Again the jargon is a bit confusing: ‘commensal’ implies eating together, and the mite can’t eat while on the carrier or it wouldn’t be considered phoretic. Consider the case of water mite larvae – they use adult aquatic insects to ‘disperse’, but since they take a bite while doing so, they are considered parasites, not phorionts. Then there are the strange hypopi of Hemisarcoptes cooremani which hitch rides under the elytra of ladybird beetles in the genus Chilochorus. Since Chilochorus beetles like to eat mites, this seems like a dangerous thing to do – but hypopi of H. cooremani that do not find a beetle die. Those that do find a beetle hang on for 5-21 days and swell up before leaving the beetle. Marilyn Houck (1994), who has studied this interaction, has suggested that beetle hemolymph (reflexive bleeding is a defense of many ladybird beetles – pick them up and noxious yellow blood oozes from their leg joints) may provide critical nutrients, possibly via the anal vestibule of the mites (which connects to a hindgut).
Another point to consider is how the porter really feels about the portees. When I look at insects covered in phoretic mites, e.g. the Photon Challenge above, I find it difficult to believe the bug is having a good time. But some bees and wasps have special mite pockets (acarinaria) that appear to have evolved to encourage mites to hitch a ride. I’ll post on acarinaria some day, but for now I will just note that some of these hymenopters do much better with their mites than without them.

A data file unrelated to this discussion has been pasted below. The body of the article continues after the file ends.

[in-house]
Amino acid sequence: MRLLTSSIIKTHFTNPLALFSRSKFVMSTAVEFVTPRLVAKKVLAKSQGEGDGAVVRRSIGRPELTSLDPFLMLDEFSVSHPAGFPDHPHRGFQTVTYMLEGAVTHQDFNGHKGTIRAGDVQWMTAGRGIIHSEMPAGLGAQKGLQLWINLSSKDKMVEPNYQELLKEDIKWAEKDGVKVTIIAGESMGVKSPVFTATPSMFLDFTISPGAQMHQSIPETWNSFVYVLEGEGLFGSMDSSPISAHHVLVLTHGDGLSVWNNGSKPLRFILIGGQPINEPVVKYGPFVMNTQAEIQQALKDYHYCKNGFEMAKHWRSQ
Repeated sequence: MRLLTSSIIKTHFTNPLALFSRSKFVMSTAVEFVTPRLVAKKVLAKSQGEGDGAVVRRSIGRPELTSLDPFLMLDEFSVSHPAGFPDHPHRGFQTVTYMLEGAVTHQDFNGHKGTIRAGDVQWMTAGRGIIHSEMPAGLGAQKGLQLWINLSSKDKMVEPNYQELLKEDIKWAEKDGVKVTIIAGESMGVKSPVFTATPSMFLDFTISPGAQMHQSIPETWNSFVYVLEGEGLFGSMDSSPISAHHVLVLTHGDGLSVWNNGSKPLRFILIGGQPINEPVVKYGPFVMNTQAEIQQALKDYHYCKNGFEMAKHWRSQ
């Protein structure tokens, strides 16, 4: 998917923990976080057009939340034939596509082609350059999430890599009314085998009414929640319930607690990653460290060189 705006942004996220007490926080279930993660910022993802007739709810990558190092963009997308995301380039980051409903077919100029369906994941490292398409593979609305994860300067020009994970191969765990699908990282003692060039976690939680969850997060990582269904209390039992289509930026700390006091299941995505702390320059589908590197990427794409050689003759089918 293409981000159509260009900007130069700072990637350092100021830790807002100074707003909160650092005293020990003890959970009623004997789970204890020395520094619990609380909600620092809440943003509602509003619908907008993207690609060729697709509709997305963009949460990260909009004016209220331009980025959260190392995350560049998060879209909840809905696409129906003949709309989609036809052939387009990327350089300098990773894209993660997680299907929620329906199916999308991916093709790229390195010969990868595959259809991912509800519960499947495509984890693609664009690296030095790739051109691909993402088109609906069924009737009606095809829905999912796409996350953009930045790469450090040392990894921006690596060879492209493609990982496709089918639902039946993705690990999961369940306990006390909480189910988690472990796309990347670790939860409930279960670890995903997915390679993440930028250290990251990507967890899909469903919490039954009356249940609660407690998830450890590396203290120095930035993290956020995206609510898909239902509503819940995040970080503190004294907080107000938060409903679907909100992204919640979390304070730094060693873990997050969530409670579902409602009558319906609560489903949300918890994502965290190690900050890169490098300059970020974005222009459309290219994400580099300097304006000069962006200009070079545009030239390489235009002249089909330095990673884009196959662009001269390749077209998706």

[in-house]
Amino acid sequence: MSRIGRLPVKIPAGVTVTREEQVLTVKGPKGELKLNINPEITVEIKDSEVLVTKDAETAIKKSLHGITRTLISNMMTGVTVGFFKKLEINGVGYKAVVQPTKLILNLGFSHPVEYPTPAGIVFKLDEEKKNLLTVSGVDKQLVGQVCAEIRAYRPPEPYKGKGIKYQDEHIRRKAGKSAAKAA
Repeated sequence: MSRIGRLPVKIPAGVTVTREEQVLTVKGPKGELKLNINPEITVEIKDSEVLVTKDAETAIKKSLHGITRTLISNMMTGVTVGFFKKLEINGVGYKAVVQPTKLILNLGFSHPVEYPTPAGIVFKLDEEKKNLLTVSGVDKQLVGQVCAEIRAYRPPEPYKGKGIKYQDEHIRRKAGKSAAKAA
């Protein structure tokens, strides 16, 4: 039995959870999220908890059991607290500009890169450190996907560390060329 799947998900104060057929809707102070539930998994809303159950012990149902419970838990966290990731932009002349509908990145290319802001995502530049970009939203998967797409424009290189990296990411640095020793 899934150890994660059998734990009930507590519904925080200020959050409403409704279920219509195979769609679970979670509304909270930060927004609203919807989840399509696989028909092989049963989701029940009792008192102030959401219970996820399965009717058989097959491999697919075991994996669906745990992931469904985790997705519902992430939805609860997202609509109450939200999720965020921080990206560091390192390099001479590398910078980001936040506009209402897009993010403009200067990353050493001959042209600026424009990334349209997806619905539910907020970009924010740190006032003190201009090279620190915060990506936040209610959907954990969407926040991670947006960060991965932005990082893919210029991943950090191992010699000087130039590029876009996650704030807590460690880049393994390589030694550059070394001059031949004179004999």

Lisa Hodgkin and her colleagues at the University of Melbourne published an excellent paper last year with some interesting experimental data. They studied a bark beetle (Ips grandicollis) introduced into Australia and its phoretic mites and demonstrated that ‘phoresy’ can be both dynamic and complex. Phoretic mites were associated with both negative (adults) and positive (larvae) effects on beetle reproduction and development. Heavy mite loads were not good for female beetles, but having mites in the galleries resulted in bigger and healthier offspring. Perhaps when we are considering defining complex interactions like phoresy we should remember what Hamlet pointed out to Horatio: There are more things in heaven and earth, Horatio, Than are dreamt of in your philosophy.
Lisa K. Hodgkin, Mark A. Elgar and Matthew R. E. Symonds. 2010. Positive and negative effects of phoretic mites on the reproductive output of an invasive bark beetle. Australian Journal of Zoology, 2010, 58, 198–204. http://www.publish.csiro.au/paper/ZO10034
Houck, M.A. 1994. Adaptation and transition into parasitism from commensalism: a phoretic model. In: (Houck, M.A., ed.), Mites. Ecological and evolutionary analyses of life-history patterns. Chapman and Hall, New York: 252-281.
P. Lesne. 1896. Moeurs du Limosina sacra. Phenomenes de transport mutuel chez les animaux articules, Origine du parasitisme chez les insectes Dipteres. Bull. Soc. Ent. France 45, 1896, pp. 162-165.